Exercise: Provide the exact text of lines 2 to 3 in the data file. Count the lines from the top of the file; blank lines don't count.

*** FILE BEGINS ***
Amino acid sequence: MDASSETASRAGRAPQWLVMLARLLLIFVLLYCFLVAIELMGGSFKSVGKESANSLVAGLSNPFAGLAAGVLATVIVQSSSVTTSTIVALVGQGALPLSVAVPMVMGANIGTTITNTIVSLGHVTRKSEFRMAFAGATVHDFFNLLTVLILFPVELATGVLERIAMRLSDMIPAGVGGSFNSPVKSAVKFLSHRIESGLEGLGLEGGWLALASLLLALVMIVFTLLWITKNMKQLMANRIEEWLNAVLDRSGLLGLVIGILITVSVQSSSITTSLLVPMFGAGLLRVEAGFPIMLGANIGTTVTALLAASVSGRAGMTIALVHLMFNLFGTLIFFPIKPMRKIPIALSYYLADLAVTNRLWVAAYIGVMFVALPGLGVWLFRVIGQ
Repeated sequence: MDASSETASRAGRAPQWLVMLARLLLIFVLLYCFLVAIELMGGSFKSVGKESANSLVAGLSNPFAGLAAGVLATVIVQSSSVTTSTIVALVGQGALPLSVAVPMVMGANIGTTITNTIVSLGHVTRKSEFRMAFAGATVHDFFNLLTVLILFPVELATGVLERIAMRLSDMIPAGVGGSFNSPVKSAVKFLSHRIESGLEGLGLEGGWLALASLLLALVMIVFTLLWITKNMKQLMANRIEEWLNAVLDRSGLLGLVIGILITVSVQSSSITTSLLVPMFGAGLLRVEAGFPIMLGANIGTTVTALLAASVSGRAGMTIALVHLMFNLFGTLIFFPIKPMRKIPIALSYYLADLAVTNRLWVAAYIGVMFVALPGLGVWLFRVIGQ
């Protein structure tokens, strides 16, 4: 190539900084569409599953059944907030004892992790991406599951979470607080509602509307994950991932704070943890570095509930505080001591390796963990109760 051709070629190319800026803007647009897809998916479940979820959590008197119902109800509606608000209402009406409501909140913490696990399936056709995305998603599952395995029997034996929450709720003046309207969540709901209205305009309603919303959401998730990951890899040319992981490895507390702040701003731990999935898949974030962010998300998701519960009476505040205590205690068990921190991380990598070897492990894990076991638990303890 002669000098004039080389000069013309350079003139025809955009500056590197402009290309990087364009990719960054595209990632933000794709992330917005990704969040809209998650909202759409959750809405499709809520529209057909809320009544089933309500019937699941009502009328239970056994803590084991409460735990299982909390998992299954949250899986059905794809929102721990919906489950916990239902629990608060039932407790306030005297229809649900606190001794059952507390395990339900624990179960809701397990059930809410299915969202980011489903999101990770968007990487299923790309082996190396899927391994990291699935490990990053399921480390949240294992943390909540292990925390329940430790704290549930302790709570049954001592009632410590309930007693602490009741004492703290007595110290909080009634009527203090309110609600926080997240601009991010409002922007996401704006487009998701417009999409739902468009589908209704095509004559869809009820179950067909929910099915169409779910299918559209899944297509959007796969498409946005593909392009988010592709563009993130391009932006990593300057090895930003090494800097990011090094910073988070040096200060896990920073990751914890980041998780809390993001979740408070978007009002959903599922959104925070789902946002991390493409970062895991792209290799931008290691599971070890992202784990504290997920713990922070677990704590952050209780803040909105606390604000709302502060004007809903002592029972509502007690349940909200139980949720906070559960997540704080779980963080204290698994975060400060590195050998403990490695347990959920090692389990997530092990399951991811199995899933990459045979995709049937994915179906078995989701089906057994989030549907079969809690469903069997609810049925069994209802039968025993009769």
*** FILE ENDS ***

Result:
Repeated sequence: MDASSETASRAGRAPQWLVMLARLLLIFVLLYCFLVAIELMGGSFKSVGKESANSLVAGLSNPFAGLAAGVLATVIVQSSSVTTSTIVALVGQGALPLSVAVPMVMGANIGTTITNTIVSLGHVTRKSEFRMAFAGATVHDFFNLLTVLILFPVELATGVLERIAMRLSDMIPAGVGGSFNSPVKSAVKFLSHRIESGLEGLGLEGGWLALASLLLALVMIVFTLLWITKNMKQLMANRIEEWLNAVLDRSGLLGLVIGILITVSVQSSSITTSLLVPMFGAGLLRVEAGFPIMLGANIGTTVTALLAASVSGRAGMTIALVHLMFNLFGTLIFFPIKPMRKIPIALSYYLADLAVTNRLWVAAYIGVMFVALPGLGVWLFRVIGQ
């Protein structure tokens, strides 16, 4: 190539900084569409599953059944907030004892992790991406599951979470607080509602509307994950991932704070943890570095509930505080001591390796963990109760 051709070629190319800026803007647009897809998916479940979820959590008197119902109800509606608000209402009406409501909140913490696990399936056709995305998603599952395995029997034996929450709720003046309207969540709901209205305009309603919303959401998730990951890899040319992981490895507390702040701003731990999935898949974030962010998300998701519960009476505040205590205690068990921190991380990598070897492990894990076991638990303890 002669000098004039080389000069013309350079003139025809955009500056590197402009290309990087364009990719960054595209990632933000794709992330917005990704969040809209998650909202759409959750809405499709809520529209057909809320009544089933309500019937699941009502009328239970056994803590084991409460735990299982909390998992299954949250899986059905794809929102721990919906489950916990239902629990608060039932407790306030005297229809649900606190001794059952507390395990339900624990179960809701397990059930809410299915969202980011489903999101990770968007990487299923790309082996190396899927391994990291699935490990990053399921480390949240294992943390909540292990925390329940430790704290549930302790709570049954001592009632410590309930007693602490009741004492703290007595110290909080009634009527203090309110609600926080997240601009991010409002922007996401704006487009998701417009999409739902468009589908209704095509004559869809009820179950067909929910099915169409779910299918559209899944297509959007796969498409946005593909392009988010592709563009993130391009932006990593300057090895930003090494800097990011090094910073988070040096200060896990920073990751914890980041998780809390993001979740408070978007009002959903599922959104925070789902946002991390493409970062895991792209290799931008290691599971070890992202784990504290997920713990922070677990704590952050209780803040909105606390604000709302502060004007809903002592029972509502007690349940909200139980949720906070559960997540704080779980963080204290698994975060400060590195050998403990490695347990959920090692389990997530092990399951991811199995899933990459045979995709049937994915179906078995989701089906057994989030549907079969809690469903069997609810049925069994209802039968025993009769």